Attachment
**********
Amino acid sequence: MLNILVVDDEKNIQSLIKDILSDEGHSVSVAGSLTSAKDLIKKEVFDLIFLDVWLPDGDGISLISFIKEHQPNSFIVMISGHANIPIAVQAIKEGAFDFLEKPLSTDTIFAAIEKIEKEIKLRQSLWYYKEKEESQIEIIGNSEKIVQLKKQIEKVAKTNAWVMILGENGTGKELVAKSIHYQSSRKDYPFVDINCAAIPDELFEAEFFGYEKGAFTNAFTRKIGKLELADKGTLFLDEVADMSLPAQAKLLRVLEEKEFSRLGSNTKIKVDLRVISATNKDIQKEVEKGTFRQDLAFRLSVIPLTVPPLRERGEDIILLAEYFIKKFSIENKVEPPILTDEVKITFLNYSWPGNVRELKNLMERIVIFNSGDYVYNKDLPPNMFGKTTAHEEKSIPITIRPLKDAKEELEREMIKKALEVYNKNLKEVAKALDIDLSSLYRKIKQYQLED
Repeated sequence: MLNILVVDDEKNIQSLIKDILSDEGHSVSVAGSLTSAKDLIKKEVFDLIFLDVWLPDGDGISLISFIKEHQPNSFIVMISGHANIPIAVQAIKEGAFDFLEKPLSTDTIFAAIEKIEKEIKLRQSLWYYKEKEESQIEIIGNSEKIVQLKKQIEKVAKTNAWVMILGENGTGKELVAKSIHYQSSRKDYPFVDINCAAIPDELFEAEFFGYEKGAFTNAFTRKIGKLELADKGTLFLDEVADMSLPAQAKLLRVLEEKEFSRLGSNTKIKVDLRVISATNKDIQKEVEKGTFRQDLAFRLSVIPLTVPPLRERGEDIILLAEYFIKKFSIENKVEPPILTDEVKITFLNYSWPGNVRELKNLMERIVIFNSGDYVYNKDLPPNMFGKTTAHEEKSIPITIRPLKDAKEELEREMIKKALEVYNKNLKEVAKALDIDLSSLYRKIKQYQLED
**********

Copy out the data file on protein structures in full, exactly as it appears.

Amino acid sequence: MLNILVVDDEKNIQSLIKDILSDEGHSVSVAGSLTSAKDLIKKEVFDLIFLDVWLPDGDGISLISFIKEHQPNSFIVMISGHANIPIAVQAIKEGAFDFLEKPLSTDTIFAAIEKIEKEIKLRQSLWYYKEKEESQIEIIGNSEKIVQLKKQIEKVAKTNAWVMILGENGTGKELVAKSIHYQSSRKDYPFVDINCAAIPDELFEAEFFGYEKGAFTNAFTRKIGKLELADKGTLFLDEVADMSLPAQAKLLRVLEEKEFSRLGSNTKIKVDLRVISATNKDIQKEVEKGTFRQDLAFRLSVIPLTVPPLRERGEDIILLAEYFIKKFSIENKVEPPILTDEVKITFLNYSWPGNVRELKNLMERIVIFNSGDYVYNKDLPPNMFGKTTAHEEKSIPITIRPLKDAKEELEREMIKKALEVYNKNLKEVAKALDIDLSSLYRKIKQYQLED
Repeated sequence: MLNILVVDDEKNIQSLIKDILSDEGHSVSVAGSLTSAKDLIKKEVFDLIFLDVWLPDGDGISLISFIKEHQPNSFIVMISGHANIPIAVQAIKEGAFDFLEKPLSTDTIFAAIEKIEKEIKLRQSLWYYKEKEESQIEIIGNSEKIVQLKKQIEKVAKTNAWVMILGENGTGKELVAKSIHYQSSRKDYPFVDINCAAIPDELFEAEFFGYEKGAFTNAFTRKIGKLELADKGTLFLDEVADMSLPAQAKLLRVLEEKEFSRLGSNTKIKVDLRVISATNKDIQKEVEKGTFRQDLAFRLSVIPLTVPPLRERGEDIILLAEYFIKKFSIENKVEPPILTDEVKITFLNYSWPGNVRELKNLMERIVIFNSGDYVYNKDLPPNMFGKTTAHEEKSIPITIRPLKDAKEELEREMIKKALEVYNKNLKEVAKALDIDLSSLYRKIKQYQLED